Hope you all can help me...I've written before about a certain hospice MD that I work with that I have absolutely no respect for. I've witnessed his treatment of some of my patients and have been, at times, beside myself. My latest problem is this: I have a pt with pancreatic cancer with mets in her liver, lungs, lining of her stomach, lymph nodes and a tumor that's wrapped around her mesenteric artery. We have been trying to get this poor woman's pain controlled since she was admitted about 2 months ago. She's comatose now, and on her way to a much better place. She's currently on 18 mg Dilaudid IV/hr plus 4 mg q10min PRN, 1 mg lorazepam q4-6hr, Haldol 0.5 mg q4-6 hr and ABHR gel. I've had many disagreements with this MD on how to treat her pain. He maintains that the tumor around the mesenteric artery makes the artery spasm, and that's what causes the pain, therefore, bolus doses should be used to control it. I maintain she shouldn't been feeling the spasms in the first place if we were adequately controlling her pain! He believes that by, giving bolus doses q10min PRN, we were keeping her pain successfully controlled. She's been on Crisis Care and, depending on the nurse, was getting anyware from 10 to 19+ bolus doses in a 24 hr period. I maintain that she shouldn't have had to awaken in pain or appear in pain when asleep to receive the bolus doses, that we should be keeping her at an adequate level to not need the boluses, expect for a minimal amt of times. She'd be OK with an adjustment in the basal rate for 1 or 2 days at the most, then her pain would escalate again. He just kept wanting to increase the bolus doses and not the basal rate. We went back and forth on it many times. I should say, too, that both the patient and her daughter/POA stated repeatedly to me and to this doctor that she did not want to have any pain and would much prefer just sleeping comfortable. I just spent 2 months of every other day on lectures and questioning my judgement just to how much pain the person was having. Last week he stated she was "just having anxiety" and wouldn't even schedule lorazepam for her...Bottom line? I feel our agency, and I, are doing/did a disservice to this patient and family. I am ashamed that this has gone on like this, and I was a part of it.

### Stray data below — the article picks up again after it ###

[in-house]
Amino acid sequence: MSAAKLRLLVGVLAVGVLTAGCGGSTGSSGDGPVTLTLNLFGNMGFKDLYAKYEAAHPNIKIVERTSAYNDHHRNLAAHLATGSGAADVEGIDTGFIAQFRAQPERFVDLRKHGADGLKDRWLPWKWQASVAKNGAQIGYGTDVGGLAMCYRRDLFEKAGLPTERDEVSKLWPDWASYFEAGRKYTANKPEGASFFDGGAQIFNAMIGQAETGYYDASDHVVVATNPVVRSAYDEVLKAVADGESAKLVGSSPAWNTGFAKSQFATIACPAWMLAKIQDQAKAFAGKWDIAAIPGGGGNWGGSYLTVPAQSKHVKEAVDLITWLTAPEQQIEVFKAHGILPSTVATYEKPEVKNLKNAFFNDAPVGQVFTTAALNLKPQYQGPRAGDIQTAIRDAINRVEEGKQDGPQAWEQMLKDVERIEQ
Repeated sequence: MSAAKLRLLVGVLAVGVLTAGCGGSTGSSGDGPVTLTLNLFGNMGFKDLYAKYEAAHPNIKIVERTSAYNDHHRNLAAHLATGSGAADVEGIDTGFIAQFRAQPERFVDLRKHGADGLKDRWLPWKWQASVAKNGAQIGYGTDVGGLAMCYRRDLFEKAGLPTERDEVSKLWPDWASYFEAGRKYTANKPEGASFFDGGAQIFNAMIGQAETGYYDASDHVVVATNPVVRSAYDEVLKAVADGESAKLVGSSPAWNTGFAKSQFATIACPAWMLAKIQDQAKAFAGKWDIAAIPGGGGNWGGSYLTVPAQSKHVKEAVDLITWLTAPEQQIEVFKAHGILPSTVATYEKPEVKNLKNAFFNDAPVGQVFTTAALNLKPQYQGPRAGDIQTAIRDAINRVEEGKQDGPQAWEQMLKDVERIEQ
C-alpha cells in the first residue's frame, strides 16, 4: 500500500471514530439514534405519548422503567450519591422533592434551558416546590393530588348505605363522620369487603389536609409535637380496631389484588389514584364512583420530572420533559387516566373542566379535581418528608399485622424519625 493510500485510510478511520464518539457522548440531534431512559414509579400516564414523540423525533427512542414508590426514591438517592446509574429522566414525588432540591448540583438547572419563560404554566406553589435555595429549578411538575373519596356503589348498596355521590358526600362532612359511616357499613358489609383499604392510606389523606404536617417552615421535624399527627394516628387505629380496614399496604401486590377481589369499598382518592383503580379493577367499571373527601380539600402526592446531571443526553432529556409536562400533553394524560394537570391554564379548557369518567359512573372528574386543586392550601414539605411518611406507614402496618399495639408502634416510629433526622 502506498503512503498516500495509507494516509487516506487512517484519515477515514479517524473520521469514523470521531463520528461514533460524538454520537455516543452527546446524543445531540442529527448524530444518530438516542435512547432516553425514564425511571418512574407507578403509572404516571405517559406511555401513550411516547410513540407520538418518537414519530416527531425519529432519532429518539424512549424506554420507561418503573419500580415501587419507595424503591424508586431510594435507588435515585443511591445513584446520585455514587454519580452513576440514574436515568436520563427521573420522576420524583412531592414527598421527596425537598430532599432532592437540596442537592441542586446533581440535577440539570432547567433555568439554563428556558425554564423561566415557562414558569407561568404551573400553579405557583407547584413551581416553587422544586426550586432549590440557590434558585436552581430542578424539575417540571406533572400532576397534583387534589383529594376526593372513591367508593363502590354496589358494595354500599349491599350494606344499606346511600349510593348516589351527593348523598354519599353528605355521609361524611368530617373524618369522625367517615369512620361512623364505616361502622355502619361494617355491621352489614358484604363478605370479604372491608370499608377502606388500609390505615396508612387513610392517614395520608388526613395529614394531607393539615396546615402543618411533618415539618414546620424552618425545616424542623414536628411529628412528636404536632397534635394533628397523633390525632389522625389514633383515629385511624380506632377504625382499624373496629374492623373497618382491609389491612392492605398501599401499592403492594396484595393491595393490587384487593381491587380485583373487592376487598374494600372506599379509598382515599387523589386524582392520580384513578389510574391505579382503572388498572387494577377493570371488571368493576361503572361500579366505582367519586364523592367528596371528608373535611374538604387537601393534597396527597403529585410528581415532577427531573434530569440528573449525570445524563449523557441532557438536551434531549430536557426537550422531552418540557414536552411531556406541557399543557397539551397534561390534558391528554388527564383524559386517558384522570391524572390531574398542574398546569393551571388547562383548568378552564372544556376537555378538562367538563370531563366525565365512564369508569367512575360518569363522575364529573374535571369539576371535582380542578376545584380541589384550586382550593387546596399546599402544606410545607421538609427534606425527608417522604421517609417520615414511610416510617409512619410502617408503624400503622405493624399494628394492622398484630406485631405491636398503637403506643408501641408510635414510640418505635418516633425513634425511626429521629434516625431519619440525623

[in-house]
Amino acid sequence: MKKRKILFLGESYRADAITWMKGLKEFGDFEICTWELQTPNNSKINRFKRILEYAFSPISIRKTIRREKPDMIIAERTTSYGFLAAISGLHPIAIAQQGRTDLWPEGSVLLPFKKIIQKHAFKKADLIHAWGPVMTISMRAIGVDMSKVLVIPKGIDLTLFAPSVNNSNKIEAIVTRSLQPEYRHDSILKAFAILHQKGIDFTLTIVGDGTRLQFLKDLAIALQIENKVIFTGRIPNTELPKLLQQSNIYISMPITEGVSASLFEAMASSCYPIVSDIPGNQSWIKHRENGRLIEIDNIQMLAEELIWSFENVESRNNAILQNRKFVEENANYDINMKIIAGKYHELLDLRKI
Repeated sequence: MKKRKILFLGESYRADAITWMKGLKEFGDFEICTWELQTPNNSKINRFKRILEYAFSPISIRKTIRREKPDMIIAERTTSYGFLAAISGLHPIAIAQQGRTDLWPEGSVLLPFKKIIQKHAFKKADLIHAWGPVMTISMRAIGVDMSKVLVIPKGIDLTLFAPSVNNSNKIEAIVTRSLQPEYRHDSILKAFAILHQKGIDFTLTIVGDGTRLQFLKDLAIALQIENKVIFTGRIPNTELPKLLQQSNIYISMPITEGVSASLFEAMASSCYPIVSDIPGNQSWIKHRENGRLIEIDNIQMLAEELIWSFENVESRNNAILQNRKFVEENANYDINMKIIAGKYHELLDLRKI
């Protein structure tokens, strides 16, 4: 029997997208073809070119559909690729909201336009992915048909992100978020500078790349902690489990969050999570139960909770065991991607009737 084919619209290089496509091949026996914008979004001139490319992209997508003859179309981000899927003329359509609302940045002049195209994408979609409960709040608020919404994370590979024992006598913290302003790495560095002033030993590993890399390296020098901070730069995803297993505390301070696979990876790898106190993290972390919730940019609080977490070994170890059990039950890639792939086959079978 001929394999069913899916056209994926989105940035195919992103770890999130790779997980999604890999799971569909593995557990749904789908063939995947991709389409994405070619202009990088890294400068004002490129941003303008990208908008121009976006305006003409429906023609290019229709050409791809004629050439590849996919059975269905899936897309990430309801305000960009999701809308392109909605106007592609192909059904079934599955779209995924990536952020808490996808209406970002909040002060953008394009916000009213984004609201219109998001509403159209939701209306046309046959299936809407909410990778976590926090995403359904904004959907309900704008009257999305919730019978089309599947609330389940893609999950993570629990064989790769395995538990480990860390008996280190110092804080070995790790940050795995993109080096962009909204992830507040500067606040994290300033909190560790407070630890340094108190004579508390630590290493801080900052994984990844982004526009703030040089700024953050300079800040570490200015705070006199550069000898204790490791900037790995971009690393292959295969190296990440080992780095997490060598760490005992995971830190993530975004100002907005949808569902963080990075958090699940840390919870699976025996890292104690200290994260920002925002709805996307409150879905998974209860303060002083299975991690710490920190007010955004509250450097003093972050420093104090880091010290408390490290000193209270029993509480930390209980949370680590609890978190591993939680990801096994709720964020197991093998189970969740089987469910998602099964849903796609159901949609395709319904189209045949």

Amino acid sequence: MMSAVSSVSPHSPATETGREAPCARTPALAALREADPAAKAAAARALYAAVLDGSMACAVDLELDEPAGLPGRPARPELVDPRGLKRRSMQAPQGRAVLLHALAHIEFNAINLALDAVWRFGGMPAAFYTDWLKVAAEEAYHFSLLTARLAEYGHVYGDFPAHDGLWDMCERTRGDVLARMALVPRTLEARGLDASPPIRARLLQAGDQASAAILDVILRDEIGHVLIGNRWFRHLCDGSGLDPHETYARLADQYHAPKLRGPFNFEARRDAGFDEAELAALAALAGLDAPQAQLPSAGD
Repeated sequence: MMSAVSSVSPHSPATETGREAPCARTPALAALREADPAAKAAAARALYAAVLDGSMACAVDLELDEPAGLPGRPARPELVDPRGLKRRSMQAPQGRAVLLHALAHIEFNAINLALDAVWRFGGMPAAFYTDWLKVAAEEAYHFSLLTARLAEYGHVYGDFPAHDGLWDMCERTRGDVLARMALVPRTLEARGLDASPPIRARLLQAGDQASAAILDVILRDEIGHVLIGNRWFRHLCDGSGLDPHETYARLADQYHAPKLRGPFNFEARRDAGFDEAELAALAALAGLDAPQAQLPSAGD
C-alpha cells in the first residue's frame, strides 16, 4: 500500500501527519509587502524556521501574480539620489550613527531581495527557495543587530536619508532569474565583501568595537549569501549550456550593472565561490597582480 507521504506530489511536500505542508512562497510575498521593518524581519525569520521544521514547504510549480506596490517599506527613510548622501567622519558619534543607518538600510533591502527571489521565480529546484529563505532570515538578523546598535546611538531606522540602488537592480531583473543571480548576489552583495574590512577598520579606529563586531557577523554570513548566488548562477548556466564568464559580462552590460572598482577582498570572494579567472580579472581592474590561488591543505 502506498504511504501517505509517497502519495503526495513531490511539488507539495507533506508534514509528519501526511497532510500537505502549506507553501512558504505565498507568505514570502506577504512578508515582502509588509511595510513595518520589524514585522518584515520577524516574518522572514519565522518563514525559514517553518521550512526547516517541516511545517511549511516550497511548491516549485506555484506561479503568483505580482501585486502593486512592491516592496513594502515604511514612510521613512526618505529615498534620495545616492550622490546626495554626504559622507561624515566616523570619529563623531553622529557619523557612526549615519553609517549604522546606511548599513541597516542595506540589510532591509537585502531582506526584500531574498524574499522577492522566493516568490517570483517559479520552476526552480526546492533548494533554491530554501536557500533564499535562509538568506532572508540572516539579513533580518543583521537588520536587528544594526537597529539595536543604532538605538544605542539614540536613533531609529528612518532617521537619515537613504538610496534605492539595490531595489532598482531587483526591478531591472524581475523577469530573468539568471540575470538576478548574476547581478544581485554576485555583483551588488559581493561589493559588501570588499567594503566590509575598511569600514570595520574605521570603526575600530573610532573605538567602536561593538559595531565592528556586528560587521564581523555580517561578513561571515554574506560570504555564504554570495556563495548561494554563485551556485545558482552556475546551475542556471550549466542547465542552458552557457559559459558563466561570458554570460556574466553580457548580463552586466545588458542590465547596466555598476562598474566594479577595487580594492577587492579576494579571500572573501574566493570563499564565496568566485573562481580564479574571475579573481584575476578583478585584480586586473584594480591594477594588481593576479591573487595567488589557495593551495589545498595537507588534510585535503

My questions, then, are this:
1) Is he correct in his thinking? This guy's got me so rattled, then I get angry. Having a patient rely on bolus doses for adequate pain control seems crazy.
3) It seems this doc won't be leaving this agency anytime soon...I'm thinking I might have to in order to do the hospice care that I'm trained to do and keep my patients comfortable. This is the 3rd or 4th situation I've run into with him, he's our Team doctor and my supervisor is aware, but for political reasons he's staying. So, what do I do? I live out in the country, and the next closest hospice is 50+ miles from me.
Any help would be appreciated. I'm feeling very angry and
down about the whole thing.
PS Sorry this post is long!!
Aug 20, '06
Thanks, everyone. Leslie, I will indeed go to the various web sites and print some articles for him. However, he literally ignores any information that is contrary to his beliefs, especially from a female nurse. He's quite arrogant. I've presented him from information given from an HP pharmacist. It's weird - he just looks at you with a blank look and doesn't respond! As far as an inservice for him? Ha! Our hospice had him do an inservice with us on pain management!!!! Needless to say, I didn't go - what a joke. I also heard that the other teams that had him as a doc didn't go either. Gee, I wonder if mgmt got the message? Also, forgot to mention. I brought up the issue of palliative sedation for this patient in IDT. He looked at me and said "I will not do anything that will depress respirations in a patient, and I will not do palliative sedation at all, any time. It's against my beliefs". He once tried to cut back some morphine on an actively dying patient - she was literally climbing out of the bed. My partner and I sat on that patients bed and held her in our arms for 2 hours until 4:30 when the on-call doc took over, who happened to be our Medical Director. Then we got the orders needed to keep the patient comfortable.
Yes, it seems everyone in this hospice "knows" but will not do anything about it...
Last edit by mc3 on Aug 20, '06